No-Fault Divorce Solicitors

On the 6th of April 2022, obtaining a divorce became considerably easier and less stressful for everyone involved. The new law referred to as ‘no-fault divorce’ was introduced under the Divorce, Separation and Dissolution Act 2020, which allows couples to get a divorce or civil partnership dissolution without having to place blame for the relationship breakdown.

At Tanners, our dissolution and divorce solicitors have long been believers in blame-free divorce. The Divorce team here at Tanners are all members of Resolution. Our goal is to help separating couples work through divorce and dissolution issues with minimal conflict, reducing stress and heartache for all the family, particularly the children.

You may have seen the famous case of Tini Owens in the news over the past few years. Tini Owens was refused a divorce in 2018 because she could not prove that her relationship had ‘irretrievably broken down’ under one of the five acceptable legal reasons (known as the five ‘facts’). In her case, she attempted to rely on the ‘fact’ of unreasonable behaviour, albeit without success.

Under the new no-fault divorce law, couples no longer have to rely on one or more of the five ‘facts’ (such as adultery or unreasonable behaviour) to achieve a divorce or dissolution. This means that an unwilling partner can no longer defend the proceedings or trap their partner in an unhappy marriage or civil partnership. In some cases, this allowed abusive spouses to exercise coercive control over the other spouse.

No-fault divorce also allows couples to apply for a joint divorce, in addition to sole applications.

If you would like friendly, bespoke advice about divorce, separation and dissolution, including no-fault divorce, get in touch with our Family Law team. You can contact us in one of the following ways:

Get expert advice about no-fault divorce

Our lawyers are here to provide all the divorce advice and support you need to obtain a divorce or civil partnership dissolution from your partner. Our service covers:

  • Making the divorce or dissolution application on your behalf, ensuring every detail is completed to the highest degree of accuracy.  This may also include applying for divorce using the online process, which often avoids delay.
  • Responding to divorce and dissolution applications
  • Helping separating couples work out financial issues, such as:
    • Deciding what to do with the family home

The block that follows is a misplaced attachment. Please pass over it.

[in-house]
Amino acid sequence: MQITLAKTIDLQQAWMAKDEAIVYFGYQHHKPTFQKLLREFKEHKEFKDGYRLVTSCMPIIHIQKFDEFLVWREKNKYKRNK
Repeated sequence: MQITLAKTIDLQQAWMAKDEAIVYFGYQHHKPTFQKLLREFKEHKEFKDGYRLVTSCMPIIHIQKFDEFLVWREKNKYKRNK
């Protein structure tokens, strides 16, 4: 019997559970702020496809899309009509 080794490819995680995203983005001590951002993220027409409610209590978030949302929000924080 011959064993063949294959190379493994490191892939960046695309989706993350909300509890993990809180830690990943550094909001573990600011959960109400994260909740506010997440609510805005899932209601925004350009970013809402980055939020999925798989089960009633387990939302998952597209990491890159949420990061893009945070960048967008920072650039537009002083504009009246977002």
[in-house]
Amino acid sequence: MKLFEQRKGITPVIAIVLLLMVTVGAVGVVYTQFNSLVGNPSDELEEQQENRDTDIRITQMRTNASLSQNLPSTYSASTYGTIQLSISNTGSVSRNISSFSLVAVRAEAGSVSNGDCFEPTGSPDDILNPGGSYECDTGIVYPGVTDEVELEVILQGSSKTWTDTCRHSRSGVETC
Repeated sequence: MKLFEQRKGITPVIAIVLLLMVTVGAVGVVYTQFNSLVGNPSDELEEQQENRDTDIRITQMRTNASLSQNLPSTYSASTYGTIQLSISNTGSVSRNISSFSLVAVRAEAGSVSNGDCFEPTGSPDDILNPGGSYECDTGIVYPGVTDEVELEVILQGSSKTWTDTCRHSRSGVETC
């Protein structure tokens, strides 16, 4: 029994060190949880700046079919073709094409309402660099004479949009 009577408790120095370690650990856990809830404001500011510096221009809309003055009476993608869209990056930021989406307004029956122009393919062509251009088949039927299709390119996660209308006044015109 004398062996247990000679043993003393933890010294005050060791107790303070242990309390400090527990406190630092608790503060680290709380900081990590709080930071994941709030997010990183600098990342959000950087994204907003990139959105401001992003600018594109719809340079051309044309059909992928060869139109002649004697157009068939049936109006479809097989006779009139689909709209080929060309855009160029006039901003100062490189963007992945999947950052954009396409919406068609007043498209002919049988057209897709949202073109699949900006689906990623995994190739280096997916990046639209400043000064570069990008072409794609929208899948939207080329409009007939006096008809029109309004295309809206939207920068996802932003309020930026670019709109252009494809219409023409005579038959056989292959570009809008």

• Dividing savings, pensions, investments and other finances
    • Sorting out child maintenance and spousal maintenance
  • Helping separating couples work out arrangements for children, such as:
    • Deciding where your children will live most of the time (previously referred to as ‘residence’)
    • Deciding how much time your children should spend with each parent (previously referred to as ‘contact’)
    • Making important decisions about your children’s upbringing, such as where they should go to school

We can provide advice about whether no-fault divorce would benefit you and whether you have any other options, such as making a Separation Agreement (which can separate your finances and set out arrangements for children without officially ending your marriage or civil partnership).

What is no-fault divorce?

No-fault divorce is the new law that came into force on the 6th of April 2022, which changes how couples can get divorced or dissolve their civil partnership. The changes make the process much easier and reduce the risk of lengthy and contentious court proceedings arising.

How did the previous divorce law work?

The previous divorce process was in place since the 1970s and was heavily criticised for being out of date.

Divorce and dissolution proceedings were previously based on a one-sided ‘petition’ to prove that the relationship had irretrievably broken down. There were specific reasons or ‘facts’ the petitioner had to rely on:

  • The fault facts:
    • Adultery (this fact was not available for civil partnership dissolutions)
    • Unreasonable behaviour (where one party had allegedly behaved so badly that it would be unreasonable for the petitioner to be expected to continue living with them)
  • The separation facts:
    • Separation for at least two years with the consent of both parties
    • Separation for at least five years, no consent needed
    • Desertion for at least two years

This meant if a petitioner wanted to get a divorce or dissolution straight away, they had no choice but to place blame on their partner.